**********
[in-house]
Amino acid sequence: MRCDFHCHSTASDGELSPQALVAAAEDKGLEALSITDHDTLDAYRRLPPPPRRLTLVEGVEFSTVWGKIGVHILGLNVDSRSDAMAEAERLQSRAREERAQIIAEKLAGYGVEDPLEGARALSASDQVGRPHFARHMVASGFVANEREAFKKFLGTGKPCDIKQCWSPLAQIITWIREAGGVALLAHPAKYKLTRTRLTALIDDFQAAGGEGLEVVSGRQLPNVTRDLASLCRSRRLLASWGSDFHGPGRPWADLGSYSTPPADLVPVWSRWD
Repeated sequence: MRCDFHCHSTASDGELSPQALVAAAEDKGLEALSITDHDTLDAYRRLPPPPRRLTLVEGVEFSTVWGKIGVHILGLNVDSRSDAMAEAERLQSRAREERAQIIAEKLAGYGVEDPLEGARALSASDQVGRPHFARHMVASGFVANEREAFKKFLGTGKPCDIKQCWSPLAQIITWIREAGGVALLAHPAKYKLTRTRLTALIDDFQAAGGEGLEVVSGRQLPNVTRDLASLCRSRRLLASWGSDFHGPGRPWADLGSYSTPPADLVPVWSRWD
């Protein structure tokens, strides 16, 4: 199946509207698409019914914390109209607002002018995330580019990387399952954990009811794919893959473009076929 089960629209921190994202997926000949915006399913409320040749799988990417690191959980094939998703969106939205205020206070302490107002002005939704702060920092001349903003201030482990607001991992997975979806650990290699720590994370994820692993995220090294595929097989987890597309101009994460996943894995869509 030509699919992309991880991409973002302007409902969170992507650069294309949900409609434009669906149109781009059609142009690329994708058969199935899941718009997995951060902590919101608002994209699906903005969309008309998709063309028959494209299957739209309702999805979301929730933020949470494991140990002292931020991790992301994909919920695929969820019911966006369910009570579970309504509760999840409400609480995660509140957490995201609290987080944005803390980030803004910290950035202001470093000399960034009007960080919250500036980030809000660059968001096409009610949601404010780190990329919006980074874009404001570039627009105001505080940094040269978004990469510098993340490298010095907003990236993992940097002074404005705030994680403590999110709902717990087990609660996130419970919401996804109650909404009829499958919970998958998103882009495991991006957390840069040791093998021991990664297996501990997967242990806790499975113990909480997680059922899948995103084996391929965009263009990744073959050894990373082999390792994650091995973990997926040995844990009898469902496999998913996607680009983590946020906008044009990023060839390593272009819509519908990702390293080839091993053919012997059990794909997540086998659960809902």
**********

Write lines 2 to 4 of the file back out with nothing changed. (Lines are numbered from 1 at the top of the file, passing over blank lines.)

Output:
Amino acid sequence: MRCDFHCHSTASDGELSPQALVAAAEDKGLEALSITDHDTLDAYRRLPPPPRRLTLVEGVEFSTVWGKIGVHILGLNVDSRSDAMAEAERLQSRAREERAQIIAEKLAGYGVEDPLEGARALSASDQVGRPHFARHMVASGFVANEREAFKKFLGTGKPCDIKQCWSPLAQIITWIREAGGVALLAHPAKYKLTRTRLTALIDDFQAAGGEGLEVVSGRQLPNVTRDLASLCRSRRLLASWGSDFHGPGRPWADLGSYSTPPADLVPVWSRWD
Repeated sequence: MRCDFHCHSTASDGELSPQALVAAAEDKGLEALSITDHDTLDAYRRLPPPPRRLTLVEGVEFSTVWGKIGVHILGLNVDSRSDAMAEAERLQSRAREERAQIIAEKLAGYGVEDPLEGARALSASDQVGRPHFARHMVASGFVANEREAFKKFLGTGKPCDIKQCWSPLAQIITWIREAGGVALLAHPAKYKLTRTRLTALIDDFQAAGGEGLEVVSGRQLPNVTRDLASLCRSRRLLASWGSDFHGPGRPWADLGSYSTPPADLVPVWSRWD
């Protein structure tokens, strides 16, 4: 199946509207698409019914914390109209607002002018995330580019990387399952954990009811794919893959473009076929 089960629209921190994202997926000949915006399913409320040749799988990417690191959980094939998703969106939205205020206070302490107002002005939704702060920092001349903003201030482990607001991992997975979806650990290699720590994370994820692993995220090294595929097989987890597309101009994460996943894995869509 030509699919992309991880991409973002302007409902969170992507650069294309949900409609434009669906149109781009059609142009690329994708058969199935899941718009997995951060902590919101608002994209699906903005969309008309998709063309028959494209299957739209309702999805979301929730933020949470494991140990002292931020991790992301994909919920695929969820019911966006369910009570579970309504509760999840409400609480995660509140957490995201609290987080944005803390980030803004910290950035202001470093000399960034009007960080919250500036980030809000660059968001096409009610949601404010780190990329919006980074874009404001570039627009105001505080940094040269978004990469510098993340490298010095907003990236993992940097002074404005705030994680403590999110709902717990087990609660996130419970919401996804109650909404009829499958919970998958998103882009495991991006957390840069040791093998021991990664297996501990997967242990806790499975113990909480997680059922899948995103084996391929965009263009990744073959050894990373082999390792994650091995973990997926040995844990009898469902496999998913996607680009983590946020906008044009990023060839390593272009819509519908990702390293080839091993053919012997059990794909997540086998659960809902």